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From Greg Stein <gst...@lyra.org>
Subject Re: Mixing Apache and Mozilla
Date Fri, 23 Feb 2001 05:51:51 GMT
On Thu, Feb 22, 2001 at 12:00:37PM -0500, Jon Smirl wrote:
>...
> Apache and MPL are both open source, non-viral, royalty free, commercially
> redistributable licenses. I find it disappointing that a large piece of
> excellently code (NSPR and XPCOM) could be ignored because of religion over
> which open source license is the best.

Don't be argumentative ... nobody said it would be ignored. We said there
are problems to work out. Big difference.


That said: Apache *already* uses and includes MPL code in its releases. For
nearly two years now. A subset of Expat is included in Apache 1.3 since
1.3.9 and is also included in every Apache 2.0 release. Expat is licensed
under the MPL 1.1 (we weren't going near it while it was under 1.0). James
Clark made the 1.1 release, partly at our prompting for a switch to MPL 1.1,
and partly to release some pending bug fixes.


MPL only comes into play if people want to modify the Expat that we
redistribute. I believe some people have forgotten that it resides in our
tree and have (recently) been surprised by it. Mostly, it is about concern
that Apache redistributors know of its existence and its different license.

Much of this will go away in the next couple weeks, as we toss the old Expat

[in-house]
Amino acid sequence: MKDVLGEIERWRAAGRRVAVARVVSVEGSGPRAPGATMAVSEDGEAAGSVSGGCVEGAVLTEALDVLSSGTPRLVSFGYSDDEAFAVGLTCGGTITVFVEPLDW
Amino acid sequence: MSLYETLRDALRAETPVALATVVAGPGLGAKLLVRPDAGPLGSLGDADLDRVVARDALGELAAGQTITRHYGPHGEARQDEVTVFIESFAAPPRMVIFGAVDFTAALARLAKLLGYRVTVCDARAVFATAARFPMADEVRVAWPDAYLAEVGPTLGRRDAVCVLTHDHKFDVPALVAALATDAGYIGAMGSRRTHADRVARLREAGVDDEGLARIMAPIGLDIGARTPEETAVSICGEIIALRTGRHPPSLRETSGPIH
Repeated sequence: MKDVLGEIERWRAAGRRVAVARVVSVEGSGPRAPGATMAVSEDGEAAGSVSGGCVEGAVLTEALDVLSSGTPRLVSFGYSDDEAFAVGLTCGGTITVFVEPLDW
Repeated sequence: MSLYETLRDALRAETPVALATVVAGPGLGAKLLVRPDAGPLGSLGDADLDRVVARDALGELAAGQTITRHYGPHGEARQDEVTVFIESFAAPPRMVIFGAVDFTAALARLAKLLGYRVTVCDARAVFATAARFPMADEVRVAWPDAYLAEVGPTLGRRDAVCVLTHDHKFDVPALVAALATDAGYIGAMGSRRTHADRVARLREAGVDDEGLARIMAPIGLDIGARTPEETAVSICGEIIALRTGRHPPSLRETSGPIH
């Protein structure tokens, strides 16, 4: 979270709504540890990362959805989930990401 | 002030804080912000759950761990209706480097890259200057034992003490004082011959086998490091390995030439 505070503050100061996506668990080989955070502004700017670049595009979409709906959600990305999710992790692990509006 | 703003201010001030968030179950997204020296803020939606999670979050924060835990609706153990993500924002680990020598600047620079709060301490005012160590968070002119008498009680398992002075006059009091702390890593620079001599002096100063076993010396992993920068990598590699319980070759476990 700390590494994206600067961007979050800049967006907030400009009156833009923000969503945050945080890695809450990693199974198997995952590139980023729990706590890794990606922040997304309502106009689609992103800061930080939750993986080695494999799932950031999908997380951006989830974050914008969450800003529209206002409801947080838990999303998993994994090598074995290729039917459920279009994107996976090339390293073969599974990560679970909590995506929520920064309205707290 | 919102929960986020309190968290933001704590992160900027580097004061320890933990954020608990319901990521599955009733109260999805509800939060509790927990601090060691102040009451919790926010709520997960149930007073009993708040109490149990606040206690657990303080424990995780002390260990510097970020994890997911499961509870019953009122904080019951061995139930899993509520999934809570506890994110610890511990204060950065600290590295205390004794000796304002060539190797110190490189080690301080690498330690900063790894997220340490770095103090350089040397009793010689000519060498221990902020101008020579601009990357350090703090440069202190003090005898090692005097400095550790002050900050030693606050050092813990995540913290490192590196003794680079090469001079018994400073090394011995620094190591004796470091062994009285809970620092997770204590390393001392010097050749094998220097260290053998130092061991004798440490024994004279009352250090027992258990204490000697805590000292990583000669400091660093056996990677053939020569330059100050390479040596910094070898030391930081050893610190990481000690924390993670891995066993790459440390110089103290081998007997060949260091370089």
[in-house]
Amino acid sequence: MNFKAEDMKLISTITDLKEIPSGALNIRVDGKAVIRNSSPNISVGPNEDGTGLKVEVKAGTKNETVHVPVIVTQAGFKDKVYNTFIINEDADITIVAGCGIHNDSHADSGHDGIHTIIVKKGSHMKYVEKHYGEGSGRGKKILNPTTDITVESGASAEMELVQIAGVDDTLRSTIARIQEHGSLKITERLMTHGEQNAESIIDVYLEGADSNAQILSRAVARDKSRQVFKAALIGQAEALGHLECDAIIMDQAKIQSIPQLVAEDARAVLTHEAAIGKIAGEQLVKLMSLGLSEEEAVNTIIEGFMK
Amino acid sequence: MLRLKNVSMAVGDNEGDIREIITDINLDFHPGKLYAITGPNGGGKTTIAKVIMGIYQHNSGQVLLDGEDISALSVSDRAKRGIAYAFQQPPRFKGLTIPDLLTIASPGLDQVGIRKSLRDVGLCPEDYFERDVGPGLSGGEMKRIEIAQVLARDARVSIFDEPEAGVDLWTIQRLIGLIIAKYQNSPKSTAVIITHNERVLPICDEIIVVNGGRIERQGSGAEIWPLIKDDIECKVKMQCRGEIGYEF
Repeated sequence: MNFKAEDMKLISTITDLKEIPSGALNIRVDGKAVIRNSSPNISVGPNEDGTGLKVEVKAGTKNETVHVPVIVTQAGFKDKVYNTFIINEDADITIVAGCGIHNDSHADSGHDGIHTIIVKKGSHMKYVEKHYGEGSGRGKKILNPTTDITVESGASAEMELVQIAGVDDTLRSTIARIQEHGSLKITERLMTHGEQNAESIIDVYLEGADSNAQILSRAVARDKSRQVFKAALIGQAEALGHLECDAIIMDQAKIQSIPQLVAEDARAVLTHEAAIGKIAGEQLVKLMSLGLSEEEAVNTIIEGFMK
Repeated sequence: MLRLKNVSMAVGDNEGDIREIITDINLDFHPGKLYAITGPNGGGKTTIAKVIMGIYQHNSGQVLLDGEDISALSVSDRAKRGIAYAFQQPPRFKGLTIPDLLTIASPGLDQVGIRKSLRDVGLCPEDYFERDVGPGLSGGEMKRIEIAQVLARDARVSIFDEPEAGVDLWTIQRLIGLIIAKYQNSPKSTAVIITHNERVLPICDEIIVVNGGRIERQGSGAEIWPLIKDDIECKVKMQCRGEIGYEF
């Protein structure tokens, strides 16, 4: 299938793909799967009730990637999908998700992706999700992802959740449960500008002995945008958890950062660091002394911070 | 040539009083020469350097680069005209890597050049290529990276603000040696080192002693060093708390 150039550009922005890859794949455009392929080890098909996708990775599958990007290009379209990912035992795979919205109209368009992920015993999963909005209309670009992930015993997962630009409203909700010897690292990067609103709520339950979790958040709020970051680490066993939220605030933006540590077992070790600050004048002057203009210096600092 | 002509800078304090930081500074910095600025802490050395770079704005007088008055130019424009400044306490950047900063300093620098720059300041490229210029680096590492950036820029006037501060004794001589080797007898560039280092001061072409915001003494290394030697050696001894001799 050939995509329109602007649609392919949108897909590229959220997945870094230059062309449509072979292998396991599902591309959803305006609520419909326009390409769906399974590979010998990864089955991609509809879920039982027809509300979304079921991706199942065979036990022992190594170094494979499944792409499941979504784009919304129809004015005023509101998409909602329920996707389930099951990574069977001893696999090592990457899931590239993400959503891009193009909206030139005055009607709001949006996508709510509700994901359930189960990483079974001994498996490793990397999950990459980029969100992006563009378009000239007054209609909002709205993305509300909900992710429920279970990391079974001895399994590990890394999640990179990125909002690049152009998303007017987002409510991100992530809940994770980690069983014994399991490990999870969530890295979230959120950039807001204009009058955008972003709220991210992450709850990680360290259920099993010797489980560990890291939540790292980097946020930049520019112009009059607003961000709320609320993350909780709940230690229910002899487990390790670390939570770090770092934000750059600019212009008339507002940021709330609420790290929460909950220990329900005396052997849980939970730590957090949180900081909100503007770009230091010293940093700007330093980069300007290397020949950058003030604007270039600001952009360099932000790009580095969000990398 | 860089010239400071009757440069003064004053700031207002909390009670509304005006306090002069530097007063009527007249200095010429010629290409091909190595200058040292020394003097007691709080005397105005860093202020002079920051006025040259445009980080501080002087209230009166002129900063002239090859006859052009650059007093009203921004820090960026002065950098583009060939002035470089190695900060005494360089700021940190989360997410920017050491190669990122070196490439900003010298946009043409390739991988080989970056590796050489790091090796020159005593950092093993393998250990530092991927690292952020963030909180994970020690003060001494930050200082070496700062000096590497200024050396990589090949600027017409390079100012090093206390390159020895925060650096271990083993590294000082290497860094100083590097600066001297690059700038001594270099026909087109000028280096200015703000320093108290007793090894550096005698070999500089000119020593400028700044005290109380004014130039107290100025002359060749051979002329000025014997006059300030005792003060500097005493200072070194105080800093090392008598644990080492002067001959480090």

and upgrade to the latest (which is under an MIT/X license which is a
*total* subset of Apache's license and is, therefore, totally cool).


Back to the XPCOM issue. I'd totally love to see XPCOM in Apache. I'm quite
familiar with it, being a Technical Advisor for ActiveState (who happen to
be doing the Perl and Python bindings for XPCOM). It isn't going to replace
the hook stuff for 2.0, but it is definitely an option for the future.


And to the heart of the matter: APR and NSPR. Personally, I believe the path
is pretty simple:

1) assuming the NSPR developers don't want to continue maintenance...
2) assume that the APR developers *do*  (true right now)
3) build the NSPR API on *top* of the APR API
4) extend APR's API, where needed, to enable the complete NSPR API

The end result being a backwards compatible API for developers, a shift of
the maintenance load from NSPR to APR, and a loosening of the license (that
is, switching to Apache) due to the rewrite on top of APR.

[ since the NSPR is needed within GPL'd projects, before such projects could
  use NSPR/APR, we would need to fix the small gotcha in the Apache license.
  we've already decided to do that, and are just cranking the wheels now ]


I believe the above should suit everybody: NSPR and APR users.

Note that it is also possible to simply build *portions* of NSPR on top of
APR, and leave the non-APR-able portions alone. That would, at least, reduce
some of the code size and complexity of NSPR itself.


Finally... assuming the above is agreeable, then the question is whether it
is doable :-). Ryan mentioned memory handling concepts. There may be other
semantics which would be hard to piece together: threads, I/O, signals,
processes, etc. Each piece could be rebuilt bit by bit on top of APR. APR
could be extended bit by bit to support the NSPR API.


How does that sound?

Cheers,
-g

p.s. and yes: I'm omitting the biggest question: "is there anybody motivated
enough to sit down and actually do the coding?" All is moot if nobody wants
to spend the time.

-- 
Greg Stein, http://www.lyra.org/

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